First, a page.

"I Can't Die Here"

As part of an on going multimedia series called "Arriving and Becoming: The Silicon Valley Story as Told by Immigrant Elders", Octavio Martinez tells the story of hearing his mother talk about coming to America to work hard in hopes to return to her homeland saying, "I can't die here."

As a kid I would always be reminded that I wasn’t from here, meaning the United States. It came from not knowing the language, being in “special” classes, being called a "wetback" by the other kids in school, and an over all feeling of not fitting in no matter how hard I tried. I knew my parents had to be carrying the same feelings as I was in their adult world, but I never asked. One day I overheard a conversation my mom was having with my uncle in Mexico over the phone that let me know how they felt as immigrants making a life in America. She said “we can’t die here,” and at that moment I knew we both shared mutual feelings.

My parents are hard workers that decided to come over from Mexico, my dad came three years before we did. Our life wasn’t bad back home, but my parents knew that barely making it wasn’t going to be enough when my brother and I got older. Poverty in Mexico is true poverty, the kind of poverty that doesn’t exist in the United States, and that was the fire burning my parents feet to go north.

To my parents, living in the USA is a sacrifice they were willing to make for us, but the thought that they would spend eternity stuck in this situation of never feeling accepted is one they can't stomach. That is the difference of “we can’t live here” and “we can’t die here.” They can carry on the struggle if they know at some point it will end, that there is a finish line. That is what my mother meant when she was talking to my Uncle back in Mexico. Their decision to live here has already paid-off in their eyes. My brother and I had a great upbringing with amazing an opportunity at higher education and options that we would not have back in Mexico. But to them, if they aren't able to enjoy the country they moved to in order to provide for their children, they want to at least end up in their native land eventually.

I knew my parents never felt comfortable here in the States, and while they live here for my brother and I, I know they dream of going home. They are constantly working on the house we are remodeling in Mexico, with high hopes of making it back to a place that no matter how hard life is, it would welcome them with open arms. That welcoming spirit is one that has eluded them here.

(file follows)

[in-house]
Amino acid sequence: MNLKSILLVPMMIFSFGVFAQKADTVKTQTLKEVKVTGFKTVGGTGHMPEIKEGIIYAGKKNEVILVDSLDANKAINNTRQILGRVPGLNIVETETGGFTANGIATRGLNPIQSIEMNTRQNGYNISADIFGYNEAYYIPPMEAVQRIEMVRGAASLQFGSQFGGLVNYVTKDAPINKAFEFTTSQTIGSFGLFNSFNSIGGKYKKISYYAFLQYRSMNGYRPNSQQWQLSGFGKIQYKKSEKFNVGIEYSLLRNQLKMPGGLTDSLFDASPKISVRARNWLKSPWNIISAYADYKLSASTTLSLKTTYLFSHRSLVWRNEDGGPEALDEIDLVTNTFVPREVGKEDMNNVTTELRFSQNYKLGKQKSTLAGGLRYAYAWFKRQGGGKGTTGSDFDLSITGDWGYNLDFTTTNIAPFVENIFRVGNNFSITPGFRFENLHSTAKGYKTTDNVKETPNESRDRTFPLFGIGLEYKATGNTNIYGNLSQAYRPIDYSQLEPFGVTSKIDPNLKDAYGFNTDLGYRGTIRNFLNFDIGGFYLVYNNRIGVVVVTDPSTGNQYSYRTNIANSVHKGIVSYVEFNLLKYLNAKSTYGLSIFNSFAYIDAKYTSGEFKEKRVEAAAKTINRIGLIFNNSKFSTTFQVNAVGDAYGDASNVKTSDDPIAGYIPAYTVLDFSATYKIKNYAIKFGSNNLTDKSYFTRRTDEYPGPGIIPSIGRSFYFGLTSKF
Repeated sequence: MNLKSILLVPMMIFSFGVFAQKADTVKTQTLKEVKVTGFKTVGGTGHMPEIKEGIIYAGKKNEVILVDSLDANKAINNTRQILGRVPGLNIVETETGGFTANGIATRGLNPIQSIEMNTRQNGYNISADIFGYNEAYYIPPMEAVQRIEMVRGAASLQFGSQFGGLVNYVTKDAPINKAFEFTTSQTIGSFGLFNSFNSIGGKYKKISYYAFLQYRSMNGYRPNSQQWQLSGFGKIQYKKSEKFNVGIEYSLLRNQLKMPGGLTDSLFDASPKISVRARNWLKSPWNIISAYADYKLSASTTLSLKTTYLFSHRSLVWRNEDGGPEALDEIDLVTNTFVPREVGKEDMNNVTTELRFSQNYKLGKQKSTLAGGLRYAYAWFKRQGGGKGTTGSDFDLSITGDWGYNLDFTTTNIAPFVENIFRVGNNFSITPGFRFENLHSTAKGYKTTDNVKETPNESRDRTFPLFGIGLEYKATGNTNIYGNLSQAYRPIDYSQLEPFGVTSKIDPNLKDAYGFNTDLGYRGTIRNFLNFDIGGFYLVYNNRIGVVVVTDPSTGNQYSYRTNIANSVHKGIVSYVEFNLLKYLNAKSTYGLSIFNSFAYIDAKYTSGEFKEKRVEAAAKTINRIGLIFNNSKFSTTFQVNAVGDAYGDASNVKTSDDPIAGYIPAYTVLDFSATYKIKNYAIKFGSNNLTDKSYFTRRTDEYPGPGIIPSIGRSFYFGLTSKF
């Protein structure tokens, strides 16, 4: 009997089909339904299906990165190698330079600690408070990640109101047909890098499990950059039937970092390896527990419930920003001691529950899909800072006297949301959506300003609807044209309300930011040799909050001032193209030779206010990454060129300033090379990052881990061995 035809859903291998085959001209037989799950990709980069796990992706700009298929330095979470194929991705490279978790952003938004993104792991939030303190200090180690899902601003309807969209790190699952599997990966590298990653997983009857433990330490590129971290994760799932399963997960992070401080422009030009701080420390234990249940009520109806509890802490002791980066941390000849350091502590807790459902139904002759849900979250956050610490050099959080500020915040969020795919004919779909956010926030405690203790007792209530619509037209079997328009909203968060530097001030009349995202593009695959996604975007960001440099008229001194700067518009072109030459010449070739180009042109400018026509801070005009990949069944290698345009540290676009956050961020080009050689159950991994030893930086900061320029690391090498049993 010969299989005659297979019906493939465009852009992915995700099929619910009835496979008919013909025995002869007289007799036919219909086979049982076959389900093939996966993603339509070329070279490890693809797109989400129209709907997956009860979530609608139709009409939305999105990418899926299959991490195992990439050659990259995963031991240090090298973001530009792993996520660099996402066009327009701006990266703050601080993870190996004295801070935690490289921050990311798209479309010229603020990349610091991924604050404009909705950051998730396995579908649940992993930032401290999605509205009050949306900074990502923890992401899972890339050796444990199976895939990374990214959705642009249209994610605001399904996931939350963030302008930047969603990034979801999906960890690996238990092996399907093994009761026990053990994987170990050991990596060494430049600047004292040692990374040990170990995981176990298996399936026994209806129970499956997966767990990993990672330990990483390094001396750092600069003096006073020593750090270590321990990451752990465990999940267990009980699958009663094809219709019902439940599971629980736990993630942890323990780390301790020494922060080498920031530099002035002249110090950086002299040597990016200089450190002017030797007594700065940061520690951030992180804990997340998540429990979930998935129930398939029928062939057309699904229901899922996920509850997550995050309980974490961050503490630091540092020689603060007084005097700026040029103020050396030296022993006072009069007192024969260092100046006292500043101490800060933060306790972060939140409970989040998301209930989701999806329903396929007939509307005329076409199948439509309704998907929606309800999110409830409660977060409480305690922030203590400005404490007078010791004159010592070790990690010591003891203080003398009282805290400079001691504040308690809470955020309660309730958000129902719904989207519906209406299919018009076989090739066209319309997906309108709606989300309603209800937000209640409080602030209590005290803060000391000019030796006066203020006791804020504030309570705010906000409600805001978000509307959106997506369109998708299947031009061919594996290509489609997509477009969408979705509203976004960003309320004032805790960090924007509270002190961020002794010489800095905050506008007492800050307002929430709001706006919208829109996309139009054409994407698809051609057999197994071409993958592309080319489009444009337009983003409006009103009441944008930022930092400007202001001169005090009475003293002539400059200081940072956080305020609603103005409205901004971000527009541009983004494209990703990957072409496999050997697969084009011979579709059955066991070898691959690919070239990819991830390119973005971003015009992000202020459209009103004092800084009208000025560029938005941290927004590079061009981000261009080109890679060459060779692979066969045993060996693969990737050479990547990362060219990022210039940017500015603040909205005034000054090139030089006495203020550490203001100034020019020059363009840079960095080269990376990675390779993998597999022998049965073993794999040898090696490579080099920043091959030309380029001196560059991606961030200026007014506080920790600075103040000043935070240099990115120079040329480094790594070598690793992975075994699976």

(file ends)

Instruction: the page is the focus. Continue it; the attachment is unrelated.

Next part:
I have seen my dad do construction work on a house only to be told by the owner to “get the fuck out of here before I call immigration,” when it was time to pay for the work. He worked for free under another person to learn how to do landscaping, construction, cement work, fences, and so on just so that he can start his own business. Having to make our their own trail when they were told to no longer use the already made trails has been their existence in the United States.

The truth is it’s hard to call a place home when just about everything you do is looked down upon, and having to lie to others in order to get through life and having to always live in fear. I understand my parents feeling of not wanting to die here.  I also understand that acceptance is something that many people don’t have, but once you find it, it’s the only place you want to end up in, even if it only means dying there.

This piece is part of an on going multimedia series called "Arriving and Becoming: The Silicon Valley Story as Told by Immigrant Elders", supported by the Silicon Valley Community Foundation's Immigrant Integration in Silicon Valley project.

About Octavio Martinez

Octavio Martinez head shot
Octavio Martinez is a photographer and journalist based in the Bay Area. Growing up, he spent many years navigating various scenes, but gravitates towards subcultures and countercultures. His lifestyle allows him to first-hand document what many have only heard of.

Instagram: tiburonfb
www.tiburon1431.com

About TIBURON!!F!B!

Tiburonfb is a psychonaut photograp(her) from the bay area who is always hungry to consume everything that is culture, counter-culture, and sub-culture, he is also founder of the up and coming cumulative photographer's website nowhereshome.com

Contact him at: tiburon1431@gmail.com

This article is part of the category: Immigration 
This article is part of the tags: Arriving and Becoming  / Cola  / Immigrant Elders  / Mexican  / Silicon Valley DeBug  / Tiburon 

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